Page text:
Local historian Keith Johnson looks back at a time when a teen faced with the workhouse turned to crime instead...
On the third Monday of January 1850 four persons, namely Thomas O’Gar, John O’Neil, Ellen O’Neil and John Green, were brought up at the Preston police court charged with picking the pocket of Miss Ann Boys, of Catterall, on the previous Saturday whilst she visited a draper’s shop on Cheapside.
Her purse containing a sovereign and several shillings along with a watch key had been taken from her dress pocket whilst in the store of Messrs Wilson & Lawson.
She had been on the premises about 15 minutes and when she came to pay for her purchases she realised her purse was missing.
Witnesses, including Inspector Rigby, testified as to Ellen O’Neil along with Green and O’Gar being in the shop and standing close to Miss Boys and to John O’Neil loitering outside the premises.
After leaving the shop, the prisoners made their way to Cannon Street where PC Hindle and other constables arrested them on suspicion of theft. At the police station all the suspects were searched and when O’Gar removed his hat, the purse, the watch key, a sovereign and other silver coins were discovered, the rest of the accused having pound notes and silver coins in their pockets.
Initially, Ellen O’Neil and John Green gave false identities, but it was eventually discovered that Green was the brother of Ellen O’Neil and that she was the wife of John O’Neil. Claiming they were innocent of the crime all four were remanded in custody to stand trial at the next Preston Sessions in mid February.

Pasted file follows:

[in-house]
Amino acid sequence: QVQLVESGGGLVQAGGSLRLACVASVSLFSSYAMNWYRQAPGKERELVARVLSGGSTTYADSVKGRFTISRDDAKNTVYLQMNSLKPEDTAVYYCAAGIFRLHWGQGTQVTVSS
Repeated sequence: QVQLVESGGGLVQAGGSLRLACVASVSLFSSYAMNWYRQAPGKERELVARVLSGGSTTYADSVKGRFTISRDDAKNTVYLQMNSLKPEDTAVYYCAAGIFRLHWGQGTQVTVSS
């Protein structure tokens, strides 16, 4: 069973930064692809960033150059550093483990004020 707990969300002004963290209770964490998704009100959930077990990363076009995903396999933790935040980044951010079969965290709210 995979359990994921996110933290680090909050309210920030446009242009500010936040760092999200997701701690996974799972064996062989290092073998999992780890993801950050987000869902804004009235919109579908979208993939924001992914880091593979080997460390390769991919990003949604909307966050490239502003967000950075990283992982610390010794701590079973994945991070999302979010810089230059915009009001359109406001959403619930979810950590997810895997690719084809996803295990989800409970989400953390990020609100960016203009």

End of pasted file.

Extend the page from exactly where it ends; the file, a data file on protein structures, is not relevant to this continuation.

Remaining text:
By the time the trial took place O’Gar, aged 18, had entered a guilty plea with the other three facing trial by jury. The evidence submitted suggested that all the accused had been working together on the streets that day indulging in light fingered theft. The jury took little time in delivering a guilty verdict.
The chairman Mr T B Addison before passing sentence remarked that all the prisoners were known to the police as notorious characters. He then revealed that John Green, aged 18, had been convicted 12 times, John O’Neil, aged 21, had since 1844 been imprisoned six times and that his wife Ellen O’Neil, aged 17, had four previous convictions.
All the prisoners were then sentenced to seven years’ transportation, at which point a crowd of female relatives of the prisoners who occupied the front seats of the public gallery commenced yelling and shrieking and making all manner of commotion. Tears and tantrums continued for a few minutes before calm was restored.
Whilst being held at Preston awaiting transportation, Ellen O’Neil was visited by a reporter from Manchester who, along with the prison chaplain, the Rev John Clay, interviewed her.
The outcome was a pamphlet entitled Extraordinary Confessions Of A Female Pickpocket that recorded her exploits.
Born in Stockport, she had aged 14 been influenced by an elder brother who took her to Knot Mill Fair where she watched him stealing purses.
Seeing it as easy pickings, she began to follow his example and events such as Blackburn fair where she pocketed £3 attracted her. She was soon travelling further afield with other girls and her brothers, being drawn to market days and fairgrounds. A good day in Hull earned her £7 and a festival in York shortly after she wed was fruitful with £12 thieved in a day.
Preston on a Saturday had become a profitable place to visit, with £17 taken on one day.
Unimpressed by the prospect of a life in the mill, or on the streets as a prostitute as some of her friends, she had chosen thievery, which had on occasions put beer and beef steak on the menu. As the transport ship awaited, she had no regrets.